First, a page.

Wescott, Glenway (Short Story Criticism)
Glenway Wescott 1901-1987
American novelist, short story writer, poet, essayist, and critic.
Glenway Wescott was an American expatriate who lived and wrote in France after the first World War. While he produced work in several genres, it has been argued that Wescott was a short story writer first since several of his longer works, including the novels The Apple of the Eye and The Grandmothers, may be viewed as collections of interrelated stories. A contemporary of Ernest Hemingway and F. Scott Fitzgerald, Wescott is best known for his nostalgic novel The Grandmothers, which was awarded the Harper Prize, and his critically acclaimed novella The Pilgrim Hawk. Both works were published early in his career, leading critics to anticipate a promising future for the young author. Yet Wescott's overall fictional output was slight, ending with the 1945 novel Apartment in Athens. Though seldom read today, his contribution to American letters is significant. Indeed, The Pilgrim Hawk is frequently regarded as the most perfect novella written by an American.
Wescott, whose father was a farmer, was raised in rural Wisconsin, the setting for several of his novels and stories. After spending two years at the University of Chicago, he traveled extensively throughout the United States and Europe, eventually settling in France, where he lived from 1925 to 1933. While in his twenties, Wescott completed two collections of poetry, several novels, and the ten stories that he collected in 1928 and published as Good-bye, Wisconsin. Twelve years later Wescott produced a thin and unexceptional novella called The Babe's Bed. Another decade passed before Wescott published The Pilgrim Hawk, during which time his reputation in literary circles had begun to suffer. His final fictional work, the best-selling novel Apartment in Athens, soon followed. After 1945 Wescott published essays, lectured, and served as president of the National Institute of Arts and Letters.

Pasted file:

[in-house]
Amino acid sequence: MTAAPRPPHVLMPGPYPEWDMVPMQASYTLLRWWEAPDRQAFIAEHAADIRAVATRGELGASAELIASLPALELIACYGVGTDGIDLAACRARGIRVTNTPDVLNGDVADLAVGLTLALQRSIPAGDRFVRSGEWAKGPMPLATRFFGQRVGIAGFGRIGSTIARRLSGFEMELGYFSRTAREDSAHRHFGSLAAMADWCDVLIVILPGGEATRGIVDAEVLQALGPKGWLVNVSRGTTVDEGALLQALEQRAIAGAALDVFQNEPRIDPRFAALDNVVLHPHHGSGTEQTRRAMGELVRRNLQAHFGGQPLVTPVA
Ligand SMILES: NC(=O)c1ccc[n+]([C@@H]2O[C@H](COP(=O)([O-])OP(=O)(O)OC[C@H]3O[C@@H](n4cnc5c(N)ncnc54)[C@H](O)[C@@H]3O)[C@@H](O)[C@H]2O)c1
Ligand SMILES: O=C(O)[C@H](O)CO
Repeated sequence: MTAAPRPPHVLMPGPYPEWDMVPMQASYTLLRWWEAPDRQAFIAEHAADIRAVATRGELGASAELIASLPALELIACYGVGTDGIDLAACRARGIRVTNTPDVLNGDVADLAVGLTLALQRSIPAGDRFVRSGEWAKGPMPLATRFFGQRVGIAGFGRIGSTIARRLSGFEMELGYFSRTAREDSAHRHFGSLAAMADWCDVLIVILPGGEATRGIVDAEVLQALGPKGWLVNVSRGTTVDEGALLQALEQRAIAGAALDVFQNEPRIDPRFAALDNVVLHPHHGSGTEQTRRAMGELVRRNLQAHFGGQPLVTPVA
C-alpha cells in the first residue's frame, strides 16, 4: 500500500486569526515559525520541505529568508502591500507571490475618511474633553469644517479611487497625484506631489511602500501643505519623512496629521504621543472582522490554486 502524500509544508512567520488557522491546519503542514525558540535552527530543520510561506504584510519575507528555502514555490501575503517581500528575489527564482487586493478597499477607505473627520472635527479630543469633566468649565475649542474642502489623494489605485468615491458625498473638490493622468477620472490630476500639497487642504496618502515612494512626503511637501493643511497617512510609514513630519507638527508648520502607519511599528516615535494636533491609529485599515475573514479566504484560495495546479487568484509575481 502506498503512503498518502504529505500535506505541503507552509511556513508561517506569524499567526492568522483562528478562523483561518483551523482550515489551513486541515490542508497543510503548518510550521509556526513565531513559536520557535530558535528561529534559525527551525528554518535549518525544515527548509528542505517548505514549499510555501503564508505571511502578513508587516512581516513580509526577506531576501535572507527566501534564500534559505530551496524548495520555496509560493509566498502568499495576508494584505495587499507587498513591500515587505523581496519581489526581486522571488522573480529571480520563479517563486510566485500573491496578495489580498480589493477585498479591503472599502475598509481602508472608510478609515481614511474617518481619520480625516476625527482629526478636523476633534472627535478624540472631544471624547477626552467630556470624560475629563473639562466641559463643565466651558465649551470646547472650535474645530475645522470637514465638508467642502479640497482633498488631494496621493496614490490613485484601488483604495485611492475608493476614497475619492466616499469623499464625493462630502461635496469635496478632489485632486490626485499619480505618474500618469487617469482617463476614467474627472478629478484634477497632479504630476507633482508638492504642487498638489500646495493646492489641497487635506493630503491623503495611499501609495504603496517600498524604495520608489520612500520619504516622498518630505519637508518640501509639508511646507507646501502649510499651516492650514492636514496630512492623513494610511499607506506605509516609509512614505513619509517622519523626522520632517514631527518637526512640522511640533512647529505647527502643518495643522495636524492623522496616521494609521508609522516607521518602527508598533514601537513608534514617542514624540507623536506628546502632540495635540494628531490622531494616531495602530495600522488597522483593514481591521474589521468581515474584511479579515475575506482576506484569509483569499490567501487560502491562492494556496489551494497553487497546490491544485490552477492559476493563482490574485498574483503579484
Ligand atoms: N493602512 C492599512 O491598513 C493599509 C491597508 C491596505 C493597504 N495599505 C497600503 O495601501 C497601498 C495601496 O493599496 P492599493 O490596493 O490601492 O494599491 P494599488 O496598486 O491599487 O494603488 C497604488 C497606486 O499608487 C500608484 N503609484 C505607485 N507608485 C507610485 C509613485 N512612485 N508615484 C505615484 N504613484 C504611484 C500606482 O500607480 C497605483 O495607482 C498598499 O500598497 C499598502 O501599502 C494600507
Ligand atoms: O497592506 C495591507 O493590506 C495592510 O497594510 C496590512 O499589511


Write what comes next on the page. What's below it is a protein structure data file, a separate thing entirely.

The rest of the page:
The stories in Good-bye, Wisconsin are all set in Wescott's native state, although the venue is less significant than the culture depicted in these works, which Wescott described as "a certain climate, a certain landscape; and beyond that, a state of mind of people born where they do not like to live." Even so, Wallace Stegner argued that the collection "is no Menckenesque assault on the northern Bible Belt but a thoughtful and objective community portrait." The tales explore themes that concerned Wescott at the time, particularly discrepancies between past and present, old and new, Europe and America, as well as themes concerning exile and return, love and marriage, and the journey from a state of innocence to one of knowledge. Marked by lyrical prose and vivid symbolism, the tales of this collection are alike in their exploration for a central truth. In "The Whistling Swan," for example, Herbet Redd—a musician forced to choose between a rich, artistic life in France and married life in a small, Midwestern town—goes for a walk in the woods where he is startled by a large swan. After Redd impulsively shoots the bird, it lets out a loud cry: "In despair at dying, it whistled, whistled, and took its breath. Broken open, a heavy stream of music let out—but it was the opposite of music. Now husky, now crude, what were like dots of purity often, the rhythm of something torn." The bird's death song persuades Redd to remain in Wisconsin and marry his sweetheart. While Wescott's acclaimed Pilgrim Hawk takes place in France, it explores similar themes, primarily themes associated with marriage. The story opens during the 1940s as an American novelist named Alwyn Tower reflects on a party hosted by a young American woman in a French country home twenty years earlier. Guests include Tower, two servants, and a wealthy Irish couple, Larry and Madeleine Cullen. Mrs. Cullen carries a pet falcon named Lucy, which serves as the central metaphor of the story. After a drinking party, Mr. Cullen, who is strangely resentful of Lucy, frees her from her tether in the garden. The falcon revels in its freedom, but soon returns. Tower considers the bird's captivity symbolic of the miserable state of the couple's marriage, but when the hawk chooses captivity over freedom, Tower discerns greater depth in the marriage relationship, concluding "To see the cost of love before one has felt what it is worth, is a pity; one may never have the courage to begin."